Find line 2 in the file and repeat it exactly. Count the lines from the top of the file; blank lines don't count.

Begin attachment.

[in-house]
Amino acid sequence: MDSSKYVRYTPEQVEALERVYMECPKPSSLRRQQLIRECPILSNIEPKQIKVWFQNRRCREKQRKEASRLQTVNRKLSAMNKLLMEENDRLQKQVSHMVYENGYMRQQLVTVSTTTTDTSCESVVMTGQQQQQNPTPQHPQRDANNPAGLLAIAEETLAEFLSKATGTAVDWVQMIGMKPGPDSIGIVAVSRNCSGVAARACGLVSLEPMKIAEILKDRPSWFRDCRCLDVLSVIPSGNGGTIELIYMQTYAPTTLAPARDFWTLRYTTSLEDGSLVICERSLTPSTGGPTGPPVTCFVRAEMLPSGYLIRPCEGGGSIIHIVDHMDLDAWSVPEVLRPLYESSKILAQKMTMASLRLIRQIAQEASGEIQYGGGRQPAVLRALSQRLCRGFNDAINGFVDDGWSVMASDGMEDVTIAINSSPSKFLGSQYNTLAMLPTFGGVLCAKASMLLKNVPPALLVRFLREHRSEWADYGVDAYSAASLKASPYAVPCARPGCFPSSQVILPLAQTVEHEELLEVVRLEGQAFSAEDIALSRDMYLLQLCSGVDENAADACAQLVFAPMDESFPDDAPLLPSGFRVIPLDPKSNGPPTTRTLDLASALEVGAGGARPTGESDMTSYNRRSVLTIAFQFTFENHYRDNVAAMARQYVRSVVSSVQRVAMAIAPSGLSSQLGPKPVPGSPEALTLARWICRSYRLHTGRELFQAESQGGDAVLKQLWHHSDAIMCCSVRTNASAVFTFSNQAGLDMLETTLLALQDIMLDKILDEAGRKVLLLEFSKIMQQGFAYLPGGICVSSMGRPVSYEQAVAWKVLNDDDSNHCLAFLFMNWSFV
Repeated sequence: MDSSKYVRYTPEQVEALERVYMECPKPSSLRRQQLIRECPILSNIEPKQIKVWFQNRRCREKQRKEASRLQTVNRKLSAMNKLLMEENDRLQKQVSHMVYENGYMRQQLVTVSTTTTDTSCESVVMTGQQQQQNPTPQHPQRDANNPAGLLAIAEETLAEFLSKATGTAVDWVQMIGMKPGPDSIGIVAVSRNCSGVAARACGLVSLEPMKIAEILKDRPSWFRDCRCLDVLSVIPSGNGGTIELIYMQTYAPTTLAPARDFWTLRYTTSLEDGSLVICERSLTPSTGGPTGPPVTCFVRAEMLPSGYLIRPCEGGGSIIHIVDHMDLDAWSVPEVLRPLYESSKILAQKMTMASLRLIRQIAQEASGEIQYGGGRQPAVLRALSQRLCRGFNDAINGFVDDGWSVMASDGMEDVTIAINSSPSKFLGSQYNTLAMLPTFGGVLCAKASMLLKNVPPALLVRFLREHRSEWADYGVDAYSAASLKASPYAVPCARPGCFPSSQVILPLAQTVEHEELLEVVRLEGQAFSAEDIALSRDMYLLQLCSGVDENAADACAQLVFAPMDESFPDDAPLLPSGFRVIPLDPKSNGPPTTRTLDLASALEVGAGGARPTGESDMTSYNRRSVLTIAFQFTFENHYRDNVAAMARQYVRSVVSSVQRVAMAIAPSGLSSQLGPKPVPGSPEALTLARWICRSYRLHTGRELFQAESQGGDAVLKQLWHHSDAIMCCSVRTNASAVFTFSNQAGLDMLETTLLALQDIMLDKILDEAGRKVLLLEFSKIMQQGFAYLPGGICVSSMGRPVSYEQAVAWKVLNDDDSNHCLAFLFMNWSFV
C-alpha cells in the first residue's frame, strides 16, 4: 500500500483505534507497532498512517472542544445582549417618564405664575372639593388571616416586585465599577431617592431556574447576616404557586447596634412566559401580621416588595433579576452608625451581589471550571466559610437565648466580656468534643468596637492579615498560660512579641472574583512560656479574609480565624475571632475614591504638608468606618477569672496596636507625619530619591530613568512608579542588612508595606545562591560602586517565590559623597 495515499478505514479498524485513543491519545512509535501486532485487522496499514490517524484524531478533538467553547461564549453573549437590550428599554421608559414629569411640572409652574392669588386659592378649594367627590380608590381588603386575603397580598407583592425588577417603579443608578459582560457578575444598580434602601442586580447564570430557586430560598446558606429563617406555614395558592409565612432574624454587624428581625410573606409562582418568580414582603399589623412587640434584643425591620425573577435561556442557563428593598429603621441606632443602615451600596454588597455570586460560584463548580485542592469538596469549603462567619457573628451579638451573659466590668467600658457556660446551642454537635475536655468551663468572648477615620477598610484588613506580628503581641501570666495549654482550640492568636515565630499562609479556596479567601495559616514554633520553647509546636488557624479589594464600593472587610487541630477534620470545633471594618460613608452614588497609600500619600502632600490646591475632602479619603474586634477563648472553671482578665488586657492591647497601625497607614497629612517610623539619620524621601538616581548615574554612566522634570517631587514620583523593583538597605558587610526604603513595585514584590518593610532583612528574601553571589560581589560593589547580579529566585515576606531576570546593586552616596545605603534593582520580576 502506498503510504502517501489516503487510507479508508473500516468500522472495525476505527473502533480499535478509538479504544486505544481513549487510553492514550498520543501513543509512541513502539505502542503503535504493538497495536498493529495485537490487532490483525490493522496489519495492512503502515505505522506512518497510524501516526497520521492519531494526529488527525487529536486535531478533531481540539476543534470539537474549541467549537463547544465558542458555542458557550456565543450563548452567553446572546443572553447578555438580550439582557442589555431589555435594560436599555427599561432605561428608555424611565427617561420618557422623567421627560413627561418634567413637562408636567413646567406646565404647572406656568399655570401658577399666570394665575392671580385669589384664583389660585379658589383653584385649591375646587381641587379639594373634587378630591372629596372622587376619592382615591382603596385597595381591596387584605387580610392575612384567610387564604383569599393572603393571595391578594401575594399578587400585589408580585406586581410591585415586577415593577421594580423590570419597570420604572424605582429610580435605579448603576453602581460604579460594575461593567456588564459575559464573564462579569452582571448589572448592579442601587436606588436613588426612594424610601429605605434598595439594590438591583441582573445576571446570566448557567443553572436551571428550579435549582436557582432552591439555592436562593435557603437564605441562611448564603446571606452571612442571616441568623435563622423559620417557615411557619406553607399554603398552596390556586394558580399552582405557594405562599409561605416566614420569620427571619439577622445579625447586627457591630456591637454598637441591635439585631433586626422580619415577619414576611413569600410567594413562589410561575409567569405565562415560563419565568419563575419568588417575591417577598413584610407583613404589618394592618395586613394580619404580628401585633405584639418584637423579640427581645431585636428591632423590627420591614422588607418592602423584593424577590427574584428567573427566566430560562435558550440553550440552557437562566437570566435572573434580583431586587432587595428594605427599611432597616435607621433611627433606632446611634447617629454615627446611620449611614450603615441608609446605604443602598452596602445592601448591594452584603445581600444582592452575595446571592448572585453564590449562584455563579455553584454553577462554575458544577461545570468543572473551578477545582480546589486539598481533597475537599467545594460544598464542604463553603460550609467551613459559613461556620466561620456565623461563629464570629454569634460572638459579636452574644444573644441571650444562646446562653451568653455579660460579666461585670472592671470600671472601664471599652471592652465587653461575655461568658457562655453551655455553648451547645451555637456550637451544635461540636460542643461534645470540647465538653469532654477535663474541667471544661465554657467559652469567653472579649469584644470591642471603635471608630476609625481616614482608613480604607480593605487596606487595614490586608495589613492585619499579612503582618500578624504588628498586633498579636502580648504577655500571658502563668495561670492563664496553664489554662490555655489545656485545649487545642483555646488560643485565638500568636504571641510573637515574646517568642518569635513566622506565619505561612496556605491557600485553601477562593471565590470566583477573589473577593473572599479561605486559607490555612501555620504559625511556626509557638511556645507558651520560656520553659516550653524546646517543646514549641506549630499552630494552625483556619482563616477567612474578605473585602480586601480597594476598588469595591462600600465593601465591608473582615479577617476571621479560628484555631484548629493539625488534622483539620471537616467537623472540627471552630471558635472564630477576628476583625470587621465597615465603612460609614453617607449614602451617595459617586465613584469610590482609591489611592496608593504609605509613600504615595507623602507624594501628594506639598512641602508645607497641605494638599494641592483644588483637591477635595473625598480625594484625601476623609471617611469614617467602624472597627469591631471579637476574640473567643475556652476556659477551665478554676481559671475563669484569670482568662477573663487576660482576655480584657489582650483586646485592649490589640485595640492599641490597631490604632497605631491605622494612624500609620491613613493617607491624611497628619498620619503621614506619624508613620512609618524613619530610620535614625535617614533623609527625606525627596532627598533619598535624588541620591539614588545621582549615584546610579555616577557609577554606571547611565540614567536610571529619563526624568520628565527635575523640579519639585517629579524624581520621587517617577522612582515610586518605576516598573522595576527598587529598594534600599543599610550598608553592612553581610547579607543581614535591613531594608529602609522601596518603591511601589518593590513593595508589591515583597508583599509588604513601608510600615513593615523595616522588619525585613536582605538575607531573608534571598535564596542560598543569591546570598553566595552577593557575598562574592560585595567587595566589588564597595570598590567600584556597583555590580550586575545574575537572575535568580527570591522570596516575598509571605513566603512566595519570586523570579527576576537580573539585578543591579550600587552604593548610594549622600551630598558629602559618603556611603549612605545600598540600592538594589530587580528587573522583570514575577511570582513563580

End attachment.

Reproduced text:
Amino acid sequence: MDSSKYVRYTPEQVEALERVYMECPKPSSLRRQQLIRECPILSNIEPKQIKVWFQNRRCREKQRKEASRLQTVNRKLSAMNKLLMEENDRLQKQVSHMVYENGYMRQQLVTVSTTTTDTSCESVVMTGQQQQQNPTPQHPQRDANNPAGLLAIAEETLAEFLSKATGTAVDWVQMIGMKPGPDSIGIVAVSRNCSGVAARACGLVSLEPMKIAEILKDRPSWFRDCRCLDVLSVIPSGNGGTIELIYMQTYAPTTLAPARDFWTLRYTTSLEDGSLVICERSLTPSTGGPTGPPVTCFVRAEMLPSGYLIRPCEGGGSIIHIVDHMDLDAWSVPEVLRPLYESSKILAQKMTMASLRLIRQIAQEASGEIQYGGGRQPAVLRALSQRLCRGFNDAINGFVDDGWSVMASDGMEDVTIAINSSPSKFLGSQYNTLAMLPTFGGVLCAKASMLLKNVPPALLVRFLREHRSEWADYGVDAYSAASLKASPYAVPCARPGCFPSSQVILPLAQTVEHEELLEVVRLEGQAFSAEDIALSRDMYLLQLCSGVDENAADACAQLVFAPMDESFPDDAPLLPSGFRVIPLDPKSNGPPTTRTLDLASALEVGAGGARPTGESDMTSYNRRSVLTIAFQFTFENHYRDNVAAMARQYVRSVVSSVQRVAMAIAPSGLSSQLGPKPVPGSPEALTLARWICRSYRLHTGRELFQAESQGGDAVLKQLWHHSDAIMCCSVRTNASAVFTFSNQAGLDMLETTLLALQDIMLDKILDEAGRKVLLLEFSKIMQQGFAYLPGGICVSSMGRPVSYEQAVAWKVLNDDDSNHCLAFLFMNWSFV